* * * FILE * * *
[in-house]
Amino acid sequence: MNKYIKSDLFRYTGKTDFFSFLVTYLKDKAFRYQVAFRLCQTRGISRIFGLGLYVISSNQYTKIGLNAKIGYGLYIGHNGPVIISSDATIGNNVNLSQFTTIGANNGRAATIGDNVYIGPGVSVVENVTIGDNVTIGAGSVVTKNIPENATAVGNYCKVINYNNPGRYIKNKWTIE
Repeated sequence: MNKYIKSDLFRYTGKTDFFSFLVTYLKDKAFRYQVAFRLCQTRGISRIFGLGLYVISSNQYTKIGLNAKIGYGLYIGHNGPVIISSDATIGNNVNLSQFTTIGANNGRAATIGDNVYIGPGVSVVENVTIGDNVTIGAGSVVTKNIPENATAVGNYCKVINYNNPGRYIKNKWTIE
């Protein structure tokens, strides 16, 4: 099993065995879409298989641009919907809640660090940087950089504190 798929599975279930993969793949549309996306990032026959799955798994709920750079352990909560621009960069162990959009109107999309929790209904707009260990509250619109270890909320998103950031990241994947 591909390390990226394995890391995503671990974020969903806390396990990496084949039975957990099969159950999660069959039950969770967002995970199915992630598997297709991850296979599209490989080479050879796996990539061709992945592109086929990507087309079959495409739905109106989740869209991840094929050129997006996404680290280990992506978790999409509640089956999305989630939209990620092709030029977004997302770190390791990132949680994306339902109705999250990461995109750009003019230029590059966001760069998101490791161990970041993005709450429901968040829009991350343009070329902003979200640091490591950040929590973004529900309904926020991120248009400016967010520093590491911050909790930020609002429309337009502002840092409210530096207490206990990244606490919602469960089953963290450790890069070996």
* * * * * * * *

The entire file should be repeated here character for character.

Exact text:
[in-house]
Amino acid sequence: MNKYIKSDLFRYTGKTDFFSFLVTYLKDKAFRYQVAFRLCQTRGISRIFGLGLYVISSNQYTKIGLNAKIGYGLYIGHNGPVIISSDATIGNNVNLSQFTTIGANNGRAATIGDNVYIGPGVSVVENVTIGDNVTIGAGSVVTKNIPENATAVGNYCKVINYNNPGRYIKNKWTIE
Repeated sequence: MNKYIKSDLFRYTGKTDFFSFLVTYLKDKAFRYQVAFRLCQTRGISRIFGLGLYVISSNQYTKIGLNAKIGYGLYIGHNGPVIISSDATIGNNVNLSQFTTIGANNGRAATIGDNVYIGPGVSVVENVTIGDNVTIGAGSVVTKNIPENATAVGNYCKVINYNNPGRYIKNKWTIE
């Protein structure tokens, strides 16, 4: 099993065995879409298989641009919907809640660090940087950089504190 798929599975279930993969793949549309996306990032026959799955798994709920750079352990909560621009960069162990959009109107999309929790209904707009260990509250619109270890909320998103950031990241994947 591909390390990226394995890391995503671990974020969903806390396990990496084949039975957990099969159950999660069959039950969770967002995970199915992630598997297709991850296979599209490989080479050879796996990539061709992945592109086929990507087309079959495409739905109106989740869209991840094929050129997006996404680290280990992506978790999409509640089956999305989630939209990620092709030029977004997302770190390791990132949680994306339902109705999250990461995109750009003019230029590059966001760069998101490791161990970041993005709450429901968040829009991350343009070329902003979200640091490591950040929590973004529900309904926020991120248009400016967010520093590491911050909790930020609002429309337009502002840092409210530096207490206990990244606490919602469960089953963290450790890069070996």